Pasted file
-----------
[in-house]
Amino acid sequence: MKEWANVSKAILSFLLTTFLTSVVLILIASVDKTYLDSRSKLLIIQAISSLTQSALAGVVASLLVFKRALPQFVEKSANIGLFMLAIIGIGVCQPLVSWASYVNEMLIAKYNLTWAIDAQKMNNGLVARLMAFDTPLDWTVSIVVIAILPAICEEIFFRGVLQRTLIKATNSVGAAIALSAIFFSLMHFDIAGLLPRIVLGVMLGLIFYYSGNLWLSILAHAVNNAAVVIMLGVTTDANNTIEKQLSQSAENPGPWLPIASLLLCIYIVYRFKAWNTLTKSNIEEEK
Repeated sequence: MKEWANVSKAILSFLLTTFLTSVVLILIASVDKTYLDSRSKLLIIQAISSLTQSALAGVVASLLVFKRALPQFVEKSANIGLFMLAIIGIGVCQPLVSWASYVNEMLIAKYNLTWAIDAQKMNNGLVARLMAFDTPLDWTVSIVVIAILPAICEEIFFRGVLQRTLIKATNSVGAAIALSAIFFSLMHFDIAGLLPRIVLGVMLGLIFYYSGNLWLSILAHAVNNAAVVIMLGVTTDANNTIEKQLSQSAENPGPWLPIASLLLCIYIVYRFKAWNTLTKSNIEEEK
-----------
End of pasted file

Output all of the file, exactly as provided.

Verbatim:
[in-house]
Amino acid sequence: MKEWANVSKAILSFLLTTFLTSVVLILIASVDKTYLDSRSKLLIIQAISSLTQSALAGVVASLLVFKRALPQFVEKSANIGLFMLAIIGIGVCQPLVSWASYVNEMLIAKYNLTWAIDAQKMNNGLVARLMAFDTPLDWTVSIVVIAILPAICEEIFFRGVLQRTLIKATNSVGAAIALSAIFFSLMHFDIAGLLPRIVLGVMLGLIFYYSGNLWLSILAHAVNNAAVVIMLGVTTDANNTIEKQLSQSAENPGPWLPIASLLLCIYIVYRFKAWNTLTKSNIEEEK
Repeated sequence: MKEWANVSKAILSFLLTTFLTSVVLILIASVDKTYLDSRSKLLIIQAISSLTQSALAGVVASLLVFKRALPQFVEKSANIGLFMLAIIGIGVCQPLVSWASYVNEMLIAKYNLTWAIDAQKMNNGLVARLMAFDTPLDWTVSIVVIAILPAICEEIFFRGVLQRTLIKATNSVGAAIALSAIFFSLMHFDIAGLLPRIVLGVMLGLIFYYSGNLWLSILAHAVNNAAVVIMLGVTTDANNTIEKQLSQSAENPGPWLPIASLLLCIYIVYRFKAWNTLTKSNIEEEK